Camera Holding Technique
Although increasing the shutter speed is your best bet against blur induced by camera shake, you can also use a better camera holding technique to help facilitate a more steady shot.
Here is how you do it.
The next prime reason for images to come out all shaky is due to subject motion/motion blur, i.e, blur caused by elements moving in the frame.
In a way, this is just the reverse of camera shake.
Like I said before, movement of any kind causes images to be blurry and hazy. Camera shake is when you as the photographer are causing the movement.
The subject motion caused blurriness is introduced in the frame when the subject is actually faster than the shutter speed you are using.
Let me illustrate this with an example.
Say you are taking an image of a subject which is absolutely static. Like, say a building or a landscape.
No matter how slow a shutter speed you choose, you will never have blurriness creeping into the shot caused due to subject motion.
Because the subject simply doesn’t have ANY motion.
Note: An important thing to bear in mind here is that, even though you cannot introduce blurriness in the shot from subject motion, you may very well cause blurriness due to other reasons such as camera shake and out of focus subjects. More on this later.
What if we shoot subjects with a little more motion in them?
You cannot be always shooting inanimate objects. So, for subjects with a little more motion in them such as people walking, cars moving on the road, you simply need a faster shutter speed.
The equation is as simple as it could be. Faster the subject motion, faster the shutter speed you need to freeze the motion and avoid blur.
You got a moving subject? Take an image, if you got some blur in it, increase the shutter speed and try again. Keep doing the same until you get a sharp image.
What could be easier?
One thing that you should keep in mind here is, the ONLY way to get a sharp image of a subject which is moving fast is to use a fast enough shutter speed. There is simply NO workaround around this.
Just to let you understand, these may be the shutter speeds you want to use:
- A person sitting on a park bench: 1/60th of a second
- Same person running: 1/200th of a second
- Fast Car: 1/1000th of a second
- Hummingbird with its wing NOT in a blur: 1/8000th of a second, etc.
Using a faster shutter than you actually require would not make much of a change to a shot but using a slower one will definitely cause it to be blurry.
A very easy and spontaneous way to determine the shutter speed is to use the Reciprocal Rule. It is an excellent way to develop your understanding of the shutter speed as a beginner.
Why does using a faster shutter speed stop the image from having blur in it?
The reason is pretty much the same one we had for camera shake.
For as long you instruct the camera to keep the shutter open (by selecting a specific shutter speed), the camera would record everything it looks at. Motion and movements included. If the subject happens to move during the brief period when you instruct the camera to open its shutter, that movement is recorded too.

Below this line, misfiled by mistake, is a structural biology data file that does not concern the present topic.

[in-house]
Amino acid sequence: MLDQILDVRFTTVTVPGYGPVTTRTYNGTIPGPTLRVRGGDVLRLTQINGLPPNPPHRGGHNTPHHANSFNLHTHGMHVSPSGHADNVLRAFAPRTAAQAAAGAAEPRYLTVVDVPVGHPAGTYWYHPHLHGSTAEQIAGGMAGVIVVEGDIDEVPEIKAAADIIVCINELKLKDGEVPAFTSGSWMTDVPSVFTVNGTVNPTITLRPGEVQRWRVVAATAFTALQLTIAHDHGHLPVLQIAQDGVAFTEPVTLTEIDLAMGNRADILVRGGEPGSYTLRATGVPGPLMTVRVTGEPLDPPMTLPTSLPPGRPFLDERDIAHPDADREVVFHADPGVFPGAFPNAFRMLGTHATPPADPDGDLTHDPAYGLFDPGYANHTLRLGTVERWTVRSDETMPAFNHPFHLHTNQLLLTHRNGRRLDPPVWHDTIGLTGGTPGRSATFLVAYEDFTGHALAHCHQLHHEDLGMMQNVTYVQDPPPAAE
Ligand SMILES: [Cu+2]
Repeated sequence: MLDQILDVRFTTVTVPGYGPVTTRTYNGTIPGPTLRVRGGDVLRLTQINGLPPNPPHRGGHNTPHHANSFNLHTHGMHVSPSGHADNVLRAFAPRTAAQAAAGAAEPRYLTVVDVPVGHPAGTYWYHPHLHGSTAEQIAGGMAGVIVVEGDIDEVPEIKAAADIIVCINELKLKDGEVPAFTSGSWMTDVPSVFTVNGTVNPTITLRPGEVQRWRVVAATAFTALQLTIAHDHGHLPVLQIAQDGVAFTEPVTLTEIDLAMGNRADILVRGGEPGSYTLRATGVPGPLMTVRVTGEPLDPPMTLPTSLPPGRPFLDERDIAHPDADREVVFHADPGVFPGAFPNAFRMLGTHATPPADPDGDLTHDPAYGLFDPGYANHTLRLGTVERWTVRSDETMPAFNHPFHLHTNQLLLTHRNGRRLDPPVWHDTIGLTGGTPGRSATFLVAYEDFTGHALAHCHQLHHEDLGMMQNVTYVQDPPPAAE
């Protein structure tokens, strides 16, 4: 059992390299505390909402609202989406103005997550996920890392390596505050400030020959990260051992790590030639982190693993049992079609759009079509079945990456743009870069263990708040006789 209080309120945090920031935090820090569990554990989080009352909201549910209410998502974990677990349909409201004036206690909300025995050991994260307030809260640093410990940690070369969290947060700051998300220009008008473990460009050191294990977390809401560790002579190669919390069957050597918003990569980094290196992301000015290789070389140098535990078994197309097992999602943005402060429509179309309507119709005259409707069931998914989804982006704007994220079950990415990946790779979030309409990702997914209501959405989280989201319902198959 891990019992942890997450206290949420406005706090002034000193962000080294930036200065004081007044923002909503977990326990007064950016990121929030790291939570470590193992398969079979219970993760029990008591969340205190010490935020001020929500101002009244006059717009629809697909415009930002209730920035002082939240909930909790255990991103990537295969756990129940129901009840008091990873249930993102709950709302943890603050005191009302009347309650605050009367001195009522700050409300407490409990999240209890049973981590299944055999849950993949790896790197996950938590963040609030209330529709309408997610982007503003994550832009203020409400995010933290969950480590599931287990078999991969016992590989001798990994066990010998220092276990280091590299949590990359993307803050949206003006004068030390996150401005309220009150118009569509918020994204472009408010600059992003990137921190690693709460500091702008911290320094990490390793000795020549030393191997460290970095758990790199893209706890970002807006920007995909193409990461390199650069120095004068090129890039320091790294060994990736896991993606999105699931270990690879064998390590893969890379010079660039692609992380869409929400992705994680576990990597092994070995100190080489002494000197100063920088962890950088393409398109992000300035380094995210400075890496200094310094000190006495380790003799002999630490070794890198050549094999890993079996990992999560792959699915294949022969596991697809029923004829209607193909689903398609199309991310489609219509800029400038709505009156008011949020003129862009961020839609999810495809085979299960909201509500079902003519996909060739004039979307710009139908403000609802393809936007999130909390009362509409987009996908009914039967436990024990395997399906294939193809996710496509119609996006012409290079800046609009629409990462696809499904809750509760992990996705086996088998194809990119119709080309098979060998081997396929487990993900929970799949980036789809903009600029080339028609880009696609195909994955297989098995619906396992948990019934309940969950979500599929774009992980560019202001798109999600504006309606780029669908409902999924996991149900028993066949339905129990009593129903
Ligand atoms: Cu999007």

If you reduce the time for which the shutter is kept open, the potential to record motion also diminishes.
A person sitting on a park bench is probably not moving much, hence even a relatively slow shutter speed of 1/60th of a second should be enough to capture a sharp picture.
On the other hand, the same 1/60th of a second shutter speed may be insufficient to eliminate blur if you happen to shoot a dirt bike on full throttle.
Your stance or camera holding technique doesn’t matter in this case since it in NO way makes a difference to the movement of the subject itself. So even if you have the camera secured on a tripod, you will still encounter some blur in the image if you happen to use a shutter slower than the subject.
Subject Out Of Focus
This is purely the case where you misjudged your depth of field and somehow managed to keep the subject out of the plane of focus. NOT to be mistaken with the Focal plane.
To understand this part, you have to have a very good understanding of the concept of depth of field.
I am not going to go too deep into depth of field in this article. Just to give you a basic understanding of it, think about it this way.
Imagine a rectangular tub which can contain water. Yeah, like a rectangular aquarium.
You can draw water in and out of this tub whenever you want. You also have a few random objects that you want to submerge in the water in the tub.
It will all make sense in a little bit, just hold one for a minute.
You fill the tank with water and make it an inch deep. So any object that you place inside which has a height of 1inch or less is going to be submerged and anything taller than that is going to have some parts of it out of the water.
Now comes a little crazy part.
Try and imagine the entire tub now rotating on one of its sides. So the bottom is now one of the walls. Also, imagine the water to still be behaving as if the bottom is still the true bottom. Basically, the water sticking to the previous bottom in spite of the tub turning on one of its sides.
It is a little dizzying, I agree. But bear with me a little.
Since the water inside the tub is now vertical instead of horizontal. Like a wall. The more water you add, the thicker the wall gets.
This is the concept of depth of field.
You may think of the water as being controlled by aperture values. Smaller the aperture value, the less amount of water in the tank (thinner the water wall) and vice-versa. So an aperture value of f/1.2 represents a very small amount of water, whereas f/22 would give you a significant amount of water depth in the tank.
Think about it a little intuitively.
To sum it up:
- The water level -> Depth of field